Alberta storms see wind speeds reach 122 km/h
Farms and rural properties in eastern part of province hit with brunt of damage
Eastern Alberta saw the highest wind speeds when a series of storms swept across the province on Saturday, with gusts reaching 122 kilometres an hour in Lloydminster and 117 km/h in Medicine Hat, according to Environment Canada.
Semi-trailers were blown over on some stretches of highway and in Tilley — a hamlet about 200 kilometres southeast of Calgary — powerful winds left a swath of damage to area farms and rural properties, including an empty hay shed being destroyed and a number of pivots — the large sprinklers seen in fields — were knocked over.
"There were a number of grain bins that were picked up and tossed and they were just rolling like tin cans in a wind," said Tilley fire Chief Patrick Fabian.
"Some of them were rolling in excess of half a mile before they crashed into a tree or some buildings and then just your regular run-of-the-mill damage from high winds.
"Whatever had hit us was very intense and very destructive and very quick."
A trough of low pressure was to blame for the bad weather, said Environment Canada meteorologist Heather Pimiskern, which is expected to stick around.
. Hay shed in Tilley from the former Tirol Dehydrators location <a href="https://twitter.com/hashtag/abstorm?src=hash&ref_src=twsrc%5Etfw">#abstorm</a> <a href="https://t.co/kerrbSDi3z">pic.twitter.com/kerrbSDi3z</a>—@ABSeedman
"The cold low is expected to trundle around the province for the next couple of days, so we will see showers on and off throughout the province and accumulating rain amounts toward the north and central regions, then we should clear out later in the week."
The Fort McMurray area could see up to 50 millimetres of rain between Sunday and Wednesday and other parts of northern Alberta could see between 20 and 40 mm.
"With these cold lows, then tend to not move off very quickly so you tend to have rain that perpetually hits a certain area," said Pimiskern. "It's not abnormal for us to have a cold low in June and it's not abnormal to see rainfall amounts in excess of 20-plus millimetres."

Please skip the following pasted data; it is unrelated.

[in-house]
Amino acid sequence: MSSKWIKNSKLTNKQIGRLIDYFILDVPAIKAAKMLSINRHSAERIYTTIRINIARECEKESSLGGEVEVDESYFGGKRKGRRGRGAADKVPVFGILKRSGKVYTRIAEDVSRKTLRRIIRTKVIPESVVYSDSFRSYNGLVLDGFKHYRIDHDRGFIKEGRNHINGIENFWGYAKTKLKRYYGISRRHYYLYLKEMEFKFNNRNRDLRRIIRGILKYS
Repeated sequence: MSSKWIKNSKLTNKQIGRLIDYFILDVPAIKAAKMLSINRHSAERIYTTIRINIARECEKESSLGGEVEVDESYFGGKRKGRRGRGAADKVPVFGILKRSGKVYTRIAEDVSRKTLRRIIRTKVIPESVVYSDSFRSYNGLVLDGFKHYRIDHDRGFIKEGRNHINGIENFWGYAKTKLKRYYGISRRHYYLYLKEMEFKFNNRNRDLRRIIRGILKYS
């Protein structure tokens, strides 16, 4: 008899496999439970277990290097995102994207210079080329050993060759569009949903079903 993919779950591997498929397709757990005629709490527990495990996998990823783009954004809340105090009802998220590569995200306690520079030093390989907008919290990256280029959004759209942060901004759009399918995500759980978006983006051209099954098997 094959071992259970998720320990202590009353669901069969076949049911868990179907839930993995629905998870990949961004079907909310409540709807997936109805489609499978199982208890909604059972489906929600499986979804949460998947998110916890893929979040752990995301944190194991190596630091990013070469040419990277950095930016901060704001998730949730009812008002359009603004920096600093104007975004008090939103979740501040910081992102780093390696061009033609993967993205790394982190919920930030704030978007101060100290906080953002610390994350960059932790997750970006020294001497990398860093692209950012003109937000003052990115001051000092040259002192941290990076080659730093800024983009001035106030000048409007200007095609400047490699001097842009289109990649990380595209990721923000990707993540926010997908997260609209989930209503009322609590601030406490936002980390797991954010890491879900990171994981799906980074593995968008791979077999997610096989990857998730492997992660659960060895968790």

There were also reports a tornado touched down near St. Paul — about 200 kilometres northeast of Edmonton — on Saturday, however Pimiskern says they haven't been able to confirm that.
"We did receive a number of reports of funnel clouds in that area and we did have a tornado warning out as the conditions in the atmosphere were conducive for the potential for the development of a tornado … but at this point in time we do not have anything to confirm a tornado did occur. Normally by this point in time we would have either pictures or video or someone calling in telling us what they saw."
Yesterday Near Bonnyville with <a href="https://twitter.com/Washed_Up?ref_src=twsrc%5Etfw">@Washed_Up</a> <a href="https://twitter.com/hashtag/abstorm?src=hash&ref_src=twsrc%5Etfw">#abstorm</a> <a href="https://t.co/enQKjqnSeq">pic.twitter.com/enQKjqnSeq</a>—@attila_thefun
A number of storm chasers were in the area watching that particular storm develop, said Pimiskern, and none reported seeing a funnel cloud touch the ground, which has to happen for it to be categorized as a tornado.
Fabian added his own home in the Tilley area wasn't immune to the wind storm.
"My upstairs window was completely blown out," he said. "It was a double-paned sealed window, and the intensity of that was so high that it actually blew shards of glass right across the house. There's pieces of glass all over."
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With files from Anis Heydari